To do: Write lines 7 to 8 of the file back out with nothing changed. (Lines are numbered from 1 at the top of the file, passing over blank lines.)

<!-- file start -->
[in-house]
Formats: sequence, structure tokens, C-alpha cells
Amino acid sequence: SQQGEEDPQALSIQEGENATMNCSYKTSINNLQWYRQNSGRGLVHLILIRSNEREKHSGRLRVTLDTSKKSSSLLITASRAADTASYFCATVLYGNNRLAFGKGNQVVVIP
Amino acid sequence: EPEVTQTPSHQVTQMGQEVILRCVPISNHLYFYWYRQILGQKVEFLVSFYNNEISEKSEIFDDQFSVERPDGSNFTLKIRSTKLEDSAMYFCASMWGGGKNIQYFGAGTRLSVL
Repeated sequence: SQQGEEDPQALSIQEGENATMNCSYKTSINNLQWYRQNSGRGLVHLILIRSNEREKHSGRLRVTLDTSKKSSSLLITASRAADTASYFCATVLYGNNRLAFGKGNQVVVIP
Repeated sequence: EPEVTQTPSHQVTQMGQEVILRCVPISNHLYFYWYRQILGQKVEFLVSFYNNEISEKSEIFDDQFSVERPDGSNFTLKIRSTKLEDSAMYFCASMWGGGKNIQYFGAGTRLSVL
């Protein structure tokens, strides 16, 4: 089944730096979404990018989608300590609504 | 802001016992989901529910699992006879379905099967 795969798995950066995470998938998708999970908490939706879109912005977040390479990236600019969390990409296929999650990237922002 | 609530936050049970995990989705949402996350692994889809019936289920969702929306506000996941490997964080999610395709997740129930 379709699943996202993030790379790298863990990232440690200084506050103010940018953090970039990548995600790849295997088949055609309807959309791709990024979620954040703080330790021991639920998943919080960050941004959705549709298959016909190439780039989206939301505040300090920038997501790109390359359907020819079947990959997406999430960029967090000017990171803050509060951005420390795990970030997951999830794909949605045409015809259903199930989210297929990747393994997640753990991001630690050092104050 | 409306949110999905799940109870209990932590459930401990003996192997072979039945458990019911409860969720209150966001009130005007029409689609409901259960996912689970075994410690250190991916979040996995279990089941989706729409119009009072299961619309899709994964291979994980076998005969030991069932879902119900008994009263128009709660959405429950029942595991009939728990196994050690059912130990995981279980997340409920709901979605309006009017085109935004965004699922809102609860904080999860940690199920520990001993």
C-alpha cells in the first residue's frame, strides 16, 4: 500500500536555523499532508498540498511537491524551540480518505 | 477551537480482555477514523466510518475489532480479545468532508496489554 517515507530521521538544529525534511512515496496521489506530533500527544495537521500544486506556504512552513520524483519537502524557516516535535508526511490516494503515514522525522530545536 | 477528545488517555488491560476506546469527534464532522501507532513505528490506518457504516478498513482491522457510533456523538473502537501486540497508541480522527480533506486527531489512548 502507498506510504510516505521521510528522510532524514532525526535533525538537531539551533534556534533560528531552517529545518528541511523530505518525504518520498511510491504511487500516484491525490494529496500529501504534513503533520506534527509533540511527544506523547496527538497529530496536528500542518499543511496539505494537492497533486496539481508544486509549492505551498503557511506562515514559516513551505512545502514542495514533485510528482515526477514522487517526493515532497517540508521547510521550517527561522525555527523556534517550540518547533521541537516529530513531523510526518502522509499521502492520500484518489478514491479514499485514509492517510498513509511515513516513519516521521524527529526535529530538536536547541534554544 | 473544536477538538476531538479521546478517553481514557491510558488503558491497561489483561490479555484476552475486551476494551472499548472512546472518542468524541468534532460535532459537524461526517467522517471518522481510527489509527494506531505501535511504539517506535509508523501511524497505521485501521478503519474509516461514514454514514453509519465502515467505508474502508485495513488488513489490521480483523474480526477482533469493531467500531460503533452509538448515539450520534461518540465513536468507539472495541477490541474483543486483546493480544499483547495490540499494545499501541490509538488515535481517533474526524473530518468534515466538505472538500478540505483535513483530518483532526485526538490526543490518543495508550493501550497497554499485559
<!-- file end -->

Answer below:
């Protein structure tokens, strides 16, 4: 089944730096979404990018989608300590609504 | 802001016992989901529910699992006879379905099967 795969798995950066995470998938998708999970908490939706879109912005977040390479990236600019969390990409296929999650990237922002 | 609530936050049970995990989705949402996350692994889809019936289920969702929306506000996941490997964080999610395709997740129930 379709699943996202993030790379790298863990990232440690200084506050103010940018953090970039990548995600790849295997088949055609309807959309791709990024979620954040703080330790021991639920998943919080960050941004959705549709298959016909190439780039989206939301505040300090920038997501790109390359359907020819079947990959997406999430960029967090000017990171803050509060951005420390795990970030997951999830794909949605045409015809259903199930989210297929990747393994997640753990991001630690050092104050 | 409306949110999905799940109870209990932590459930401990003996192997072979039945458990019911409860969720209150966001009130005007029409689609409901259960996912689970075994410690250190991916979040996995279990089941989706729409119009009072299961619309899709994964291979994980076998005969030991069932879902119900008994009263128009709660959405429950029942595991009939728990196994050690059912130990995981279980997340409920709901979605309006009017085109935004965004699922809102609860904080999860940690199920520990001993």
C-alpha cells in the first residue's frame, strides 16, 4: 500500500536555523499532508498540498511537491524551540480518505 | 477551537480482555477514523466510518475489532480479545468532508496489554 517515507530521521538544529525534511512515496496521489506530533500527544495537521500544486506556504512552513520524483519537502524557516516535535508526511490516494503515514522525522530545536 | 477528545488517555488491560476506546469527534464532522501507532513505528490506518457504516478498513482491522457510533456523538473502537501486540497508541480522527480533506486527531489512548 502507498506510504510516505521521510528522510532524514532525526535533525538537531539551533534556534533560528531552517529545518528541511523530505518525504518520498511510491504511487500516484491525490494529496500529501504534513503533520506534527509533540511527544506523547496527538497529530496536528500542518499543511496539505494537492497533486496539481508544486509549492505551498503557511506562515514559516513551505512545502514542495514533485510528482515526477514522487517526493515532497517540508521547510521550517527561522525555527523556534517550540518547533521541537516529530513531523510526518502522509499521502492520500484518489478514491479514499485514509492517510498513509511515513516513519516521521524527529526535529530538536536547541534554544 | 473544536477538538476531538479521546478517553481514557491510558488503558491497561489483561490479555484476552475486551476494551472499548472512546472518542468524541468534532460535532459537524461526517467522517471518522481510527489509527494506531505501535511504539517506535509508523501511524497505521485501521478503519474509516461514514454514514453509519465502515467505508474502508485495513488488513489490521480483523474480526477482533469493531467500531460503533452509538448515539450520534461518540465513536468507539472495541477490541474483543486483546493480544499483547495490540499494545499501541490509538488515535481517533474526524473530518468534515466538505472538500478540505483535513483530518483532526485526538490526543490518543495508550493501550497497554499485559